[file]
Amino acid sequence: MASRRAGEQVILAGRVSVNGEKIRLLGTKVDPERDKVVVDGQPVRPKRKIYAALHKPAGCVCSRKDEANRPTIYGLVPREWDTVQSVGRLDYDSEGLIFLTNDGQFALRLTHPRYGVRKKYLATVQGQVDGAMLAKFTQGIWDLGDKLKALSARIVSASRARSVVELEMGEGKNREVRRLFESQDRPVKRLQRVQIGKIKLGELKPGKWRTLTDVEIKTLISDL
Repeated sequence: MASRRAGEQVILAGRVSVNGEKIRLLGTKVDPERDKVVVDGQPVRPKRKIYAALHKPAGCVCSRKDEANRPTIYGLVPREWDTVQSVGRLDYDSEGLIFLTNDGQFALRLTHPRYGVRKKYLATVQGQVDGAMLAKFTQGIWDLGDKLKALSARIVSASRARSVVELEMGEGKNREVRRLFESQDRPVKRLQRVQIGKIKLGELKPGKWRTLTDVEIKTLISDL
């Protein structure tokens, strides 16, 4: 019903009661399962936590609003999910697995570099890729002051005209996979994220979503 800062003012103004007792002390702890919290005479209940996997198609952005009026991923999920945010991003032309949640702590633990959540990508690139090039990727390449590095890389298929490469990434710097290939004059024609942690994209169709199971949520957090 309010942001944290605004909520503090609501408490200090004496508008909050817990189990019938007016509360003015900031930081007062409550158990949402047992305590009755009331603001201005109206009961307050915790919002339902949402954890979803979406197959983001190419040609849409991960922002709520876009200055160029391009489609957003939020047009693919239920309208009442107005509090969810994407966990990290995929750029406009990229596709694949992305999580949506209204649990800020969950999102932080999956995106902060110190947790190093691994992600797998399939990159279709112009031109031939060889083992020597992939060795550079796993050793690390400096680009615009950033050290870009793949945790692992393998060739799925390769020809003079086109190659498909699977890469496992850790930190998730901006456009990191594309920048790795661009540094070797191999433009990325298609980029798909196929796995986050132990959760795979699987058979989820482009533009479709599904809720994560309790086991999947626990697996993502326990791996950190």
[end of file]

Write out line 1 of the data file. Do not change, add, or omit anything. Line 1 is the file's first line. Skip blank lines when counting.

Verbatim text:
Amino acid sequence: MASRRAGEQVILAGRVSVNGEKIRLLGTKVDPERDKVVVDGQPVRPKRKIYAALHKPAGCVCSRKDEANRPTIYGLVPREWDTVQSVGRLDYDSEGLIFLTNDGQFALRLTHPRYGVRKKYLATVQGQVDGAMLAKFTQGIWDLGDKLKALSARIVSASRARSVVELEMGEGKNREVRRLFESQDRPVKRLQRVQIGKIKLGELKPGKWRTLTDVEIKTLISDL